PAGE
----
On the way back upstairs, I passed so many people I knew in the halls, from every department of the hospital. They all wanted to know how Benji was doing. I started feeling much more overwhelmed than usual. When I walked back into our room with our wagon of toys and saw my boy, looking small and pale and weak, I crumbled a little. Michael saw me. He took Banyan out to lunch and insisted I take a nap.
My mother arrived while Benji slept, and Michael and Banyan returned. It was a quiet afternoon. Dr. Oshrine came by to wish Benji a happy birthday. I told him how debilitating Benji’s nausea had been, and that I wasn’t sure we’d be going home for Christmas after all if we couldn’t get this under control. He suggested a CT scan if Benji’s symptoms continue. He said he would have expected C. diff to resolve by now. He wore the same expression of genuine sympathy for Benjamin’s condition that I remember from his Methotrexate toxicity episode last year. We also went over the plans for next week. Benjamin’s bone marrow aspirate is on for Tuesday, and we will meet with Dr. Oshrine Wednesday afternoon to go over the results. Until then, we will try not to think too much.
Nurses were in and out of our room all day, waiting for Benji’s nap to be over so they could wish him happy birthday and bring him gifts. When he finally woke up, they filled our room. Benji’s spirits were lifted by a round of Pie Face with some of his favorite people. Everyone was grateful to see that smile.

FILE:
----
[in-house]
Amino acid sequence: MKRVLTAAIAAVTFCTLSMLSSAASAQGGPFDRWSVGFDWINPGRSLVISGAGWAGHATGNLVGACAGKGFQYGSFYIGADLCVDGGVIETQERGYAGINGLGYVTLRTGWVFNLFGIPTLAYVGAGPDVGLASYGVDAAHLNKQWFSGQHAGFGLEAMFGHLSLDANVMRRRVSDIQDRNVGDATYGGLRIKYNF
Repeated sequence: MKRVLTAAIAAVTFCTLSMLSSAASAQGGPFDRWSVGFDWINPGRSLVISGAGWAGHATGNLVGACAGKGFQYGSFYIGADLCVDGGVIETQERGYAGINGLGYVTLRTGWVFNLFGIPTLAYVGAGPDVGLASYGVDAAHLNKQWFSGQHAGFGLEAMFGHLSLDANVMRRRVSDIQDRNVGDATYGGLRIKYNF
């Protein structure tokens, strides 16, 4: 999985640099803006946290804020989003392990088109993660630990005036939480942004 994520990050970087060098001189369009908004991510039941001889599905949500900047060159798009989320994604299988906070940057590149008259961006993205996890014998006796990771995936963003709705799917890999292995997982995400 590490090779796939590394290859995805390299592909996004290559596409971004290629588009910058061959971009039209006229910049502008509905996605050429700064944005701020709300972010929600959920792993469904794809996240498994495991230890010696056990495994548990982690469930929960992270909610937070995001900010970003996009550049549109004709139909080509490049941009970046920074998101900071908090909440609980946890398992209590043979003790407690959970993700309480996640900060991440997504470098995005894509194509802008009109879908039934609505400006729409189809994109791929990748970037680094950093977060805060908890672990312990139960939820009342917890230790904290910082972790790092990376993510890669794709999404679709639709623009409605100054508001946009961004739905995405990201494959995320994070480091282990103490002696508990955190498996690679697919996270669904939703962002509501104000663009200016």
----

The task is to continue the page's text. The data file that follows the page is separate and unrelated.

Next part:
Kathy and Gana walked in at the perfect time. Benji was happy and feeling energized. He opened gifts and enjoyed everyone’s company. His tummy pain returned, however, and he vomited once this afternoon. He agreed to take his Marinol and Carafate right away.
After Benji said goodbye to his Mimi, Grammy and Noni, Michael and I focused our efforts on getting him to eat a little. To our surprise, he finally did: two bites each of chips and dip, yogurt, fresh pineapple, sourdough bread with pesto, samples of Christmas cookies, and one bite of a chocolate birthday cake that Child Life delivered. It was a joy and a great relief to see.
Benji continued to improve as the night went on. After Michael and Banyan left he asked for a bath. He walked there without wincing and got out of the tub without fear. He just looked stronger. And he most definitely felt happier.
My present to Benjamin was an invitation to his family and friends to record video birthday wishes for him. He had nearly 100 wishes to take in. We watched them together with our family while we celebrated, but tonight, after everyone left, when Benji felt stronger and I felt relieved, he asked to watch them again. He sat next to me and giggled and smiled and felt each one. It was the most rewarding gift I think I’ve ever given.
Benji’s strength gives me strength. On this night, nine years ago, surrounded by love and Christmas lights, Benji was born in our home. His broad shoulders made his moment of entry a little more intense than we’d expected. The possibility of a hospital transfer was in the back of my mind, but we wouldn’t need one. I looked at this boy I’d just had the honor to birth and I believed in him. As our sweet midwife gave oxygen to the brand new body still connected to my own, I leaned over him and whispered, “You’re not going anywhere. This is your home.” I find myself reliving that moment nearly every day.
Happy BIRTHday Benjamin. Thank you for the honor, son.